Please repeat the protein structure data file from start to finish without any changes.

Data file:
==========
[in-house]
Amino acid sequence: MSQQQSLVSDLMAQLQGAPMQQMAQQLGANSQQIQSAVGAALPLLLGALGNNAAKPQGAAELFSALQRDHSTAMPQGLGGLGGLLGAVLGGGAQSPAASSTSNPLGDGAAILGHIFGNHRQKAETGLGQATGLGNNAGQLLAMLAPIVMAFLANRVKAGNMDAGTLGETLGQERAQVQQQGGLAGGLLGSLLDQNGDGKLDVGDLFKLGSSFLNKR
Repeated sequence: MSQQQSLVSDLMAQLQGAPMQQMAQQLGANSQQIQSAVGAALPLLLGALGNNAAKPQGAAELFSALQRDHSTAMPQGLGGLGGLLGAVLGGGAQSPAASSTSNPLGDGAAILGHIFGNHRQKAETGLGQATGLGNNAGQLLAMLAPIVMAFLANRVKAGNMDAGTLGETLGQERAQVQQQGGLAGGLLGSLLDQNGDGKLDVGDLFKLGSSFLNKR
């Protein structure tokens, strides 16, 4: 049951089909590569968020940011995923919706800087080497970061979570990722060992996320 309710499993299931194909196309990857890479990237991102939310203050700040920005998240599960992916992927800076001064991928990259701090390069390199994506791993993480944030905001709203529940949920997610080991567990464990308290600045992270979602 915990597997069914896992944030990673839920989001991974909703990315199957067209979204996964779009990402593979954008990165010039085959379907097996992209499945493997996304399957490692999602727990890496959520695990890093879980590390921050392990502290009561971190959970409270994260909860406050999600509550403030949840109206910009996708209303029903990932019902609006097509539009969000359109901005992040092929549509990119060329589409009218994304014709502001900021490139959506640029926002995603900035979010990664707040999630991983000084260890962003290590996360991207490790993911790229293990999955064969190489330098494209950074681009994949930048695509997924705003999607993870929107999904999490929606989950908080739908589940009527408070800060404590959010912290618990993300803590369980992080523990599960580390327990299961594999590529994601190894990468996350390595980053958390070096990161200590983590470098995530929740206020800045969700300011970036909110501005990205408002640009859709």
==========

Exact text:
[in-house]
Amino acid sequence: MSQQQSLVSDLMAQLQGAPMQQMAQQLGANSQQIQSAVGAALPLLLGALGNNAAKPQGAAELFSALQRDHSTAMPQGLGGLGGLLGAVLGGGAQSPAASSTSNPLGDGAAILGHIFGNHRQKAETGLGQATGLGNNAGQLLAMLAPIVMAFLANRVKAGNMDAGTLGETLGQERAQVQQQGGLAGGLLGSLLDQNGDGKLDVGDLFKLGSSFLNKR
Repeated sequence: MSQQQSLVSDLMAQLQGAPMQQMAQQLGANSQQIQSAVGAALPLLLGALGNNAAKPQGAAELFSALQRDHSTAMPQGLGGLGGLLGAVLGGGAQSPAASSTSNPLGDGAAILGHIFGNHRQKAETGLGQATGLGNNAGQLLAMLAPIVMAFLANRVKAGNMDAGTLGETLGQERAQVQQQGGLAGGLLGSLLDQNGDGKLDVGDLFKLGSSFLNKR
């Protein structure tokens, strides 16, 4: 049951089909590569968020940011995923919706800087080497970061979570990722060992996320 309710499993299931194909196309990857890479990237991102939310203050700040920005998240599960992916992927800076001064991928990259701090390069390199994506791993993480944030905001709203529940949920997610080991567990464990308290600045992270979602 915990597997069914896992944030990673839920989001991974909703990315199957067209979204996964779009990402593979954008990165010039085959379907097996992209499945493997996304399957490692999602727990890496959520695990890093879980590390921050392990502290009561971190959970409270994260909860406050999600509550403030949840109206910009996708209303029903990932019902609006097509539009969000359109901005992040092929549509990119060329589409009218994304014709502001900021490139959506640029926002995603900035979010990664707040999630991983000084260890962003290590996360991207490790993911790229293990999955064969190489330098494209950074681009994949930048695509997924705003999607993870929107999904999490929606989950908080739908589940009527408070800060404590959010912290618990993300803590369980992080523990599960580390327990299961594999590529994601190894990468996350390595980053958390070096990161200590983590470098995530929740206020800045969700300011970036909110501005990205408002640009859709």